Document Type

Dissertation

Degree

Doctor of Philosophy

Major

Education, Educational Leadership & Policy Studies

Date of Defense

12-13-2011

Graduate Advisor

Patricia G. Boyer, Ph.D.

Committee

Michael Bahr

Shawn Woodhouse, Ph.D.

John Lowery, Ph.D.

Abstract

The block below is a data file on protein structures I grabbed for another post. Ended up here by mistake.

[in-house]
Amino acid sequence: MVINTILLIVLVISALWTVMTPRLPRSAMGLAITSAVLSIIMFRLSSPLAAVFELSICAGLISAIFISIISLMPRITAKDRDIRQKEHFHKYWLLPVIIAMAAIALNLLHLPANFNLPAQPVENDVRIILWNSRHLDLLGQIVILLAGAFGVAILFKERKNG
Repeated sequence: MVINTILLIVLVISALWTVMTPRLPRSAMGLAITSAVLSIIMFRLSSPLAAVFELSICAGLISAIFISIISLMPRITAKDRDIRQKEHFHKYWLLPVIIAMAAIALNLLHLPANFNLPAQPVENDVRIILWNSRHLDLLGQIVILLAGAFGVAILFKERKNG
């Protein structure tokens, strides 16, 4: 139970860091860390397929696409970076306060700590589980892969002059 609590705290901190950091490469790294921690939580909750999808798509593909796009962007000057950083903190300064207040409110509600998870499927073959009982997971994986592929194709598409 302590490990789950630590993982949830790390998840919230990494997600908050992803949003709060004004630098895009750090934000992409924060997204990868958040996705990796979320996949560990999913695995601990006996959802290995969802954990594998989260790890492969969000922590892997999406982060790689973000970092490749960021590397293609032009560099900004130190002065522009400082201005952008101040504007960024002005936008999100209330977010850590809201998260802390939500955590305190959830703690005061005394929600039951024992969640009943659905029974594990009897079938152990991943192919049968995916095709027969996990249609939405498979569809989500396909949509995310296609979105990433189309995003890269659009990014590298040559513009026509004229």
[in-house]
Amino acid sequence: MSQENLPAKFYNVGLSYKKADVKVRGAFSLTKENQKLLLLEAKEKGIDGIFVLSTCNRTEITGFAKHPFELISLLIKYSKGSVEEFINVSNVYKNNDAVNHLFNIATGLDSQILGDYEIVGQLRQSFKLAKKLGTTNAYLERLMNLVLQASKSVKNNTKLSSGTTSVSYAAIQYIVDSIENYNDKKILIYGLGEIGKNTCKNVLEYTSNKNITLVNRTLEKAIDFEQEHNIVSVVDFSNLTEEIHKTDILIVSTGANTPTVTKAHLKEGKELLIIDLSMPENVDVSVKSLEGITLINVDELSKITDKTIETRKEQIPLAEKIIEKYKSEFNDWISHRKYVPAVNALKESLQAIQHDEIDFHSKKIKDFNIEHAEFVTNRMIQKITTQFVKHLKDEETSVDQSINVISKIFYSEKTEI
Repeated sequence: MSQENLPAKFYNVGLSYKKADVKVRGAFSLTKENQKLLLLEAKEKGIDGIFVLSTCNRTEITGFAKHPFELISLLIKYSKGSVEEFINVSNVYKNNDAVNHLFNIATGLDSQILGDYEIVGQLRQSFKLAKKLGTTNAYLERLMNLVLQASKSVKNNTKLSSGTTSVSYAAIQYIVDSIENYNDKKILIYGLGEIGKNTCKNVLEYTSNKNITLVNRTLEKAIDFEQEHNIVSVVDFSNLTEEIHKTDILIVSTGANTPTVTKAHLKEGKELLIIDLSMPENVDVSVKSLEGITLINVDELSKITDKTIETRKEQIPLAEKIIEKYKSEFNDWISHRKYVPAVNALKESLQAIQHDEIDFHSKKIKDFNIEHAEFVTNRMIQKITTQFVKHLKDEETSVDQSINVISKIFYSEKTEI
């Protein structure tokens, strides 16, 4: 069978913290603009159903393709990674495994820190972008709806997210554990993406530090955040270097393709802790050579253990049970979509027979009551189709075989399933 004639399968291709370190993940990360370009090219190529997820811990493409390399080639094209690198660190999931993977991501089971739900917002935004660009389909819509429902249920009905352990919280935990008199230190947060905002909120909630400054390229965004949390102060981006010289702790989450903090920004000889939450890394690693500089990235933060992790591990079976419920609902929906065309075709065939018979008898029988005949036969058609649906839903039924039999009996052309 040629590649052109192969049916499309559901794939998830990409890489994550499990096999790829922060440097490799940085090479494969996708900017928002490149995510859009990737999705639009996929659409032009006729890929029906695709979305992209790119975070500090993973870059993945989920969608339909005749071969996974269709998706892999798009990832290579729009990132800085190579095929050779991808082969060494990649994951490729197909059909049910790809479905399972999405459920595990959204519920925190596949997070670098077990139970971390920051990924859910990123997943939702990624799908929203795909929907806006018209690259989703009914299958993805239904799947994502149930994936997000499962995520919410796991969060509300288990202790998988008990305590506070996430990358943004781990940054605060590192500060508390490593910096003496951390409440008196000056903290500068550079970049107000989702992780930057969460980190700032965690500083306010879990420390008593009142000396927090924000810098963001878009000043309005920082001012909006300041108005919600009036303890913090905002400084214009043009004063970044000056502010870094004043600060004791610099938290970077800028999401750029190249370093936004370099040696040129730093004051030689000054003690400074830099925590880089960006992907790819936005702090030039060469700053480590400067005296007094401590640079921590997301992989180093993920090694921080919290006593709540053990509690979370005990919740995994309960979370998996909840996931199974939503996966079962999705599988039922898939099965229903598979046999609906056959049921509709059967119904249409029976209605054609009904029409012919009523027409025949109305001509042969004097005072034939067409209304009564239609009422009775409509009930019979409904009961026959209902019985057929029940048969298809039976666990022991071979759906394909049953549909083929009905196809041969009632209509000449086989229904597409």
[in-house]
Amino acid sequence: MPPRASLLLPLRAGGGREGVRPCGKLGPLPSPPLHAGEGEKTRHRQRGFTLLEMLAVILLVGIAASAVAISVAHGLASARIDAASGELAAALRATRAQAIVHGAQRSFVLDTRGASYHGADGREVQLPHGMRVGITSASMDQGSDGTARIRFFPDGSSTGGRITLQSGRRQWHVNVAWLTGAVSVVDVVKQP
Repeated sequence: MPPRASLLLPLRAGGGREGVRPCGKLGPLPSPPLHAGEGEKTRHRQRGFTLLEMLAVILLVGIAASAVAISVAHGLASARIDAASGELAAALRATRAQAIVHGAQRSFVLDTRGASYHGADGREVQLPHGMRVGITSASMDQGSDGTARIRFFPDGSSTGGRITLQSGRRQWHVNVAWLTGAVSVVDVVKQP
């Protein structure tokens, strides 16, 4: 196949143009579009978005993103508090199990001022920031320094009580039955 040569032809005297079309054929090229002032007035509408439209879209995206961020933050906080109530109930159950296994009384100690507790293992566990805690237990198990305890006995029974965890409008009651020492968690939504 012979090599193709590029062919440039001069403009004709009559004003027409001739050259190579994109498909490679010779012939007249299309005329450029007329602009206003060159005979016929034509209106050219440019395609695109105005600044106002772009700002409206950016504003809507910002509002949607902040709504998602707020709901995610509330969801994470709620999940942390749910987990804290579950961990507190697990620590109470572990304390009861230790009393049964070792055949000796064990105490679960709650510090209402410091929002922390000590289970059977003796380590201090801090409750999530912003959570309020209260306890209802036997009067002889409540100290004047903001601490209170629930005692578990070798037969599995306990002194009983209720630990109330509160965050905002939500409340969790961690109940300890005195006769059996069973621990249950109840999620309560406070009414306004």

Students are coming to colleges and universities for spiritual fulfillment and have turned to religious student organizations (i.e. Campus Crusade for Christ, Newman Centers, Muslim Student Association, Hillel, etc.) to attain guidance and support. To better understand the spiritual environment religious student organizations have in place, many researchers have used the spiritual development theories of Sharon Parks. Parks theorized that “mentoring communities” need seven environmental elements in order to offer students the greatest chance for spiritual development. The purpose of this study was to gain a better understanding of Parks’ environmental elements adopted by religious student organizations to help support spiritual development. The research questions focused on students’ perceptions of their religious student organization community and determined if a relationship exists between Parks mentoring community’s theory and the members’ spirituality. Using a quantitative research design, two surveys, the Spiritual Well-Being Scale and a self developed questionnaire, were administered to a hundred and seven students in a variety of religious student organizations at three institutions to gain a better understanding of the Parks’ environmental elements within the religious student organization. Specifically, descriptive statistics, analysis of variance, and correlation analysis of the variables were used in this study to address/answer the research questions. The findings revealed that the three religious groups studied (non-Christian, non-Denominational Christian, and Denominational Christian) had similar spiritual well-being scores, resulting from the Spiritual Well-Being Scale. The findings also revealed that high involvement in those religious student organizations did not mean a high spiritual well-being score and that Parks’ theory of a mentoring community was significant for Christian groups but not as helpful for non-Christian religious student organizations. The research concludes with suggestions for future research, especially for non-Christian religious student organizations.

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